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Author Topic: Second Opinion on tires from previous discussion  (Read 1524 times)
frecklestweety
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« on: August 02, 2013, 10:05:58 am »

I wrote recently about camping world telling me that my tires are starting to dry rot. They are 2008 tires that look like new in tread etc and only have 22,000 miles on them.  Well I took it to my local service shop, family owned, and they inspected them and said they look fine and did not see what camping world was talking about.  I since have coated them with 303 protectant as suggested in this formum and they look fine.  Wash the MH and took care of the cleaning the tanks and we should be good to go to the reunion  I feel a load has been taken off my back.  I have covers and will use them as I have always done previously on my other MH.
thanks for all the suggestions previously made. 
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BGolden
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« Reply #1 on: August 02, 2013, 10:38:26 am »

Happy to hear that your second opinion worked in your favor. I went through the same thing on my 2008, some places will do anything to make a sale. My local tire dealer is owned by a former Michelin salesman, and I trust in what he says.

See you in Petoskey

Bill G    Cheers
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Bill and Karen Golden
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« Reply #2 on: August 02, 2013, 06:54:49 pm »

That's great,  tks also for letting us know what happened. Your Cruiser is the same age as mine,  and no matter how many miles,,, when I hit that 7 +/- couple of months, year mark I'm buying new tires.  We are nearly 15k and will not get that many miles next two years,
David Sparks
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BarbRN
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« Reply #3 on: August 02, 2013, 09:17:53 pm »

Had an older Appolo once with great looking tires.  The local Michelin dealer said they looked fine and we headed out on a trip.  We blew four of the six tires out on that trip and had a hard time finding the right tires available each time.  Never take that chance again.   
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ron.dittmer
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« Reply #4 on: August 02, 2013, 09:31:00 pm »

I hope I don't eat my words, but I hope to go a lot longer than 7 years.
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« Reply #5 on: August 03, 2013, 07:00:10 am »

A buddy of mine went 12 years on a set of tires. Then one day the left inside rear blew going down the highway. The flying tread took out both his gray and black tanks, the tail pipe and part of the side wall. He could of bought several sets of tires for what he paid in repairs. I don't think he will ever go over the 7 year mark again.  I know I won't go pass the 7 year mark.
Penny wise, pound foolish.
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« Reply #6 on: August 03, 2013, 09:52:42 am »

A buddy of mine went 12 years on a set of tires. Then one day the left inside rear blew going down the highway. The flying tread took out both his gray and black tanks, the tail pipe and part of the side wall. He could of bought several sets of tires for what he paid in repairs. I don't think he will ever go over the 7 year mark again.  I know I won't go pass the 7 year mark.
Penny wise, pound foolish.
Tom, Your point is well noted.
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« Reply #7 on: August 03, 2013, 10:56:49 am »

Ron
   On some of those readings I posted they both talked about 7 year life.  I have just seen too many post re 7year life.   I am planning a couple of trips next year or two,, 2/3000 mile trips, so probably will get more that 10k on the current tires Were going back to Alaska in 2 years and there is no way I would take a chance.  I also want to get a couple of 1000mile break-in before I make that trip,, last time we drove over 11,000 miles.  I had a pick-up tread came off, tore the wheel well, muffler up,,, scared me to death haha...  I am more worried about tread separation, like Tom mentioned that a blow out of the sidewalls.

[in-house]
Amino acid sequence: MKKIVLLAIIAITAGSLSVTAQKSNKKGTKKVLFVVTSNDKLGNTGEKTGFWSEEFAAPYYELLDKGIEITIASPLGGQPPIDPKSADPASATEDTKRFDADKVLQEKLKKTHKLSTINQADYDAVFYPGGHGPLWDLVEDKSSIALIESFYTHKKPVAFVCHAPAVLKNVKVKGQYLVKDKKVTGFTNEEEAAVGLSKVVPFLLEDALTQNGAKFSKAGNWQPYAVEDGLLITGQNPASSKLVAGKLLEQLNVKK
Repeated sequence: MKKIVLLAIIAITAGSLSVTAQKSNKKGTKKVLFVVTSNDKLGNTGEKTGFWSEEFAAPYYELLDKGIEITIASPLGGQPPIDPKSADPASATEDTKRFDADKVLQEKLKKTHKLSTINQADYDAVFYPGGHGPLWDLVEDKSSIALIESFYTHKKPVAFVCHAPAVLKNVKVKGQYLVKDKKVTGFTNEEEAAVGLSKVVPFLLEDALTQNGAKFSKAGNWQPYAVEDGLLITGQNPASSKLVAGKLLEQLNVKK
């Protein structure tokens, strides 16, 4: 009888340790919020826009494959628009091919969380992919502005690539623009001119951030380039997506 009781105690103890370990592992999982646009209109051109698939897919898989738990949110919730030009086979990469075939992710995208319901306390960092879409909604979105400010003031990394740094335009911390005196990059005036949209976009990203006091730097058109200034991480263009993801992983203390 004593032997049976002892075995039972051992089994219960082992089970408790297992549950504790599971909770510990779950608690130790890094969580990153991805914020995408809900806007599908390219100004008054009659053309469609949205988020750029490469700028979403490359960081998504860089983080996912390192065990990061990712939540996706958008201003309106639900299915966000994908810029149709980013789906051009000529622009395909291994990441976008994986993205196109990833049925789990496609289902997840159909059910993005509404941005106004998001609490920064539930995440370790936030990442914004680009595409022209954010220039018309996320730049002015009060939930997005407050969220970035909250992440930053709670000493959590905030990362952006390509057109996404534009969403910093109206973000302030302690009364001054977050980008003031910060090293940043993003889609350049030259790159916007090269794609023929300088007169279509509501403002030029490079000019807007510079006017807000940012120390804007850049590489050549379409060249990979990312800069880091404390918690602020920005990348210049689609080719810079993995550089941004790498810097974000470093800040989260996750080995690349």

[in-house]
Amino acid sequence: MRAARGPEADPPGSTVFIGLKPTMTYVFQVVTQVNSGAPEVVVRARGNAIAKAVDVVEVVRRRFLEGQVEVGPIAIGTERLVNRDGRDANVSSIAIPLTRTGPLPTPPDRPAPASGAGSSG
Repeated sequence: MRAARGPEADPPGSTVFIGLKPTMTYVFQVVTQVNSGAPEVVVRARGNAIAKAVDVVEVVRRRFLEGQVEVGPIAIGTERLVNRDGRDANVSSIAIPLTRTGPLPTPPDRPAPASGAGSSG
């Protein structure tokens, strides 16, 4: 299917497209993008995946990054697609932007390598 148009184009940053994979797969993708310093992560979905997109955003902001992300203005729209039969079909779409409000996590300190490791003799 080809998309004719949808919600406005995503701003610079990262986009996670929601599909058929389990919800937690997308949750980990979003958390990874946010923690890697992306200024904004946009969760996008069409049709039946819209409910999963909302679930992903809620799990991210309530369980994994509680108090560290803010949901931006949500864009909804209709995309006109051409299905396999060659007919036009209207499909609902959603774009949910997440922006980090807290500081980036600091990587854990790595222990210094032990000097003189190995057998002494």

Since a lot of us have 08's lets all save $50 amonth next two years then we can all start looking for tires together and get the best bargain haha

Just an observation,,, I have a mini van,, Toyota Sienna,  has 106,000 miles on it, the current tires have over 60k on them and look great I think I might get another 10k out of them.... 90% driving highway,,,,, just like our RV's we drive mainly highway my guess 80%,, so the tires do not get the same wear on our daily drivers  with all the stop and go that you do in the city
Sparky
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BGolden
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« Reply #8 on: August 03, 2013, 01:07:32 pm »

When I reach Petoskey in September my 08 PC 2350 will be near 40,000 miles with the original Michelins. Am I pushing it ??????


Bill G    thinking
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« Reply #9 on: August 03, 2013, 06:57:03 pm »

Bill
    you may be the only person who get's the actual mileage those Michelins will go haha...  Based upon my theory, lots of highway miles on our units,, I bet your tire treads look great???  Probably good for another 10 to 15,000.   Do you have the original tire papers, I wonder what the tire mileage is for those tires?  I know Ron purchased new, maybe he still has the papers that give the mileage guarantee.
    Did you rotate your tires?    How do you store your unit? inside/outside

   Again I am not an expert.  but,, heheh,      first thing is miles on the tread,,, the more miles sooner they wear out,  the older the tire sooner the tire goes out,   since my tires have 15,000 miles on them, the chance I would have tread separation should be lower for my unit than yours

your tires are gong on 5yrs getting close to 6,,, so in other words your in the old What the Heck Do I Do? quandary,, hahah.... if it was me, I think I would finish the falls season 2013 or short season (mileage wise) Spring 2014 and buy some new tires.  I only have 15,000 and probably want do more than 10/12,000 next two years and feel good about my tires,,,